According to those who have already taken the plunge, the actual training is more a matter of becoming at ease than any sort of steep learning curve. “We got together with the morning and evening teams, got the system in place, ran rehearsals and let them get acclimated with how the functions worked,” said Jeff Zeller, vice president and news director of Fox O&O WOFL in Orlando. “We did rehearsals for about a week and then let them at it.”
KTBC’s Hernandez said it was a breeze. “There’s nothing to train,” she said. “You run your own pedal, and are in charge of your pacing and speed. If there is a situation where I need to ad lib, I do. I didn’t feel any training was necessary,” Hernandez said, and gave this advice, “I would say, ‘Plug it in, let them play with it for 10 minutes and let them go.’ ”
What happens when the newscast producer makes fast page kills or floats a story at the last second, as regularly occurs in a fast-paced broadcast? The anchors do not have to deal with pulling pages from the prompter at the last moment. The floor director or someone in the control booth makes those adjustments as the anchor continues reading the copy.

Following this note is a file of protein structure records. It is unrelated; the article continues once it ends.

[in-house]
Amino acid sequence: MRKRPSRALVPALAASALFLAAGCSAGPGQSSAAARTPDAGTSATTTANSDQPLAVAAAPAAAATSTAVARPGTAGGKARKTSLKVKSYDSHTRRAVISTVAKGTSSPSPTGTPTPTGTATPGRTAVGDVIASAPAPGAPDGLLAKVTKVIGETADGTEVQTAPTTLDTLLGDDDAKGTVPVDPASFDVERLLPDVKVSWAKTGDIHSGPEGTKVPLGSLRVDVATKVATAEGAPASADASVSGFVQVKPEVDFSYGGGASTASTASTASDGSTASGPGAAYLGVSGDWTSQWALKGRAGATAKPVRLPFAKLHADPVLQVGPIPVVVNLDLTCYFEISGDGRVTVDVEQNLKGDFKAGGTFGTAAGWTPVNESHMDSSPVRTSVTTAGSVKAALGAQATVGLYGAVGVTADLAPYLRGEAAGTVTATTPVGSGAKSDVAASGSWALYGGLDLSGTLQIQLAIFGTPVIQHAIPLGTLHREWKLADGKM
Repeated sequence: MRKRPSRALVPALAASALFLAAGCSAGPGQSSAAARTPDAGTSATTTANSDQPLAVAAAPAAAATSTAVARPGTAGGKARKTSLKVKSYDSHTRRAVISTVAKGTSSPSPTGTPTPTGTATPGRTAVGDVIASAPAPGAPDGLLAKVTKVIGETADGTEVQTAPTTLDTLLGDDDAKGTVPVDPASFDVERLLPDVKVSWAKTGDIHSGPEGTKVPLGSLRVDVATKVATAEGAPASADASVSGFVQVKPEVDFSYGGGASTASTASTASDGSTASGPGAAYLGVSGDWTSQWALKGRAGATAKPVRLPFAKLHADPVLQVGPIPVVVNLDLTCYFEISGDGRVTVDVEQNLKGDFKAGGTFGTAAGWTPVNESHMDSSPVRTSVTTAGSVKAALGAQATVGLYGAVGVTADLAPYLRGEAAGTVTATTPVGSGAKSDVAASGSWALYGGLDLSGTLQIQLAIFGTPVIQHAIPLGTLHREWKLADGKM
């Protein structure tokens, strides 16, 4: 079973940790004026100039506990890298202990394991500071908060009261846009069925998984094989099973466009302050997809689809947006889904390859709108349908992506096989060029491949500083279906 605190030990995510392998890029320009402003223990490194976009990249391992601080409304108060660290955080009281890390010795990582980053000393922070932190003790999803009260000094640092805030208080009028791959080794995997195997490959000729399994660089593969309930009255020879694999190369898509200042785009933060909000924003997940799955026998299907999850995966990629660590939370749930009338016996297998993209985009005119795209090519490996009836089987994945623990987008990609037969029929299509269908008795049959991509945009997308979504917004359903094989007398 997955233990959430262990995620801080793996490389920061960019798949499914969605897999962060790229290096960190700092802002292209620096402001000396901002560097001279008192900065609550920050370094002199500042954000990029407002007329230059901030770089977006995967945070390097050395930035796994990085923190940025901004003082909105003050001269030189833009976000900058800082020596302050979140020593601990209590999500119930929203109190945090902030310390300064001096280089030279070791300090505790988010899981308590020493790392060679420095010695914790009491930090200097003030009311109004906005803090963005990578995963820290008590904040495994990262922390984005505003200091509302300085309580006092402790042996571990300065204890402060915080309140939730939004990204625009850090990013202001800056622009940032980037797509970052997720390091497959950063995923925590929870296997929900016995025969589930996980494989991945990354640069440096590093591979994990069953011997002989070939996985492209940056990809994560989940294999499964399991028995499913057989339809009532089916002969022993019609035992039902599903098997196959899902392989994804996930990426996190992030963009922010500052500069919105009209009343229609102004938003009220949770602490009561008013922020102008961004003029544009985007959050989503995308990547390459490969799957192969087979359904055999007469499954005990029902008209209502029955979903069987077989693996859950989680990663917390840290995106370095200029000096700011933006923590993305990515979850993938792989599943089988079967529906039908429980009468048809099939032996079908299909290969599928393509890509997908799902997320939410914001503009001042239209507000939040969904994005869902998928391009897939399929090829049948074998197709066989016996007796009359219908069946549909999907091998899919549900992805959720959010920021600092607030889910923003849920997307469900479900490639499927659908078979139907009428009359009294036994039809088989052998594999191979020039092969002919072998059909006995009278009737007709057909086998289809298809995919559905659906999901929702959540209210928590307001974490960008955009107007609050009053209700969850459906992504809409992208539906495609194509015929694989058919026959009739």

Mistakes can happen, whether there’s a separate operator or when the prompter is anchor-run. “In a typical newscast it’s forced us all to communicate better. I can tell you there’s been no disasters,” said Hernandez. “We have our little system. It’s like a dance.”
“Honestly, it’s been a very smooth transition,” Zeller said. “In practice runs, we made sure they’re not running it too fast. As far as on-air, in the end, it’s a teleprompter, being operated by someone differently than it was before.”
The original prompter manufacturer, which spelled its name TelePrompTer, no longer exists, but there are at least a half-dozen vendors that manufacture prompting products.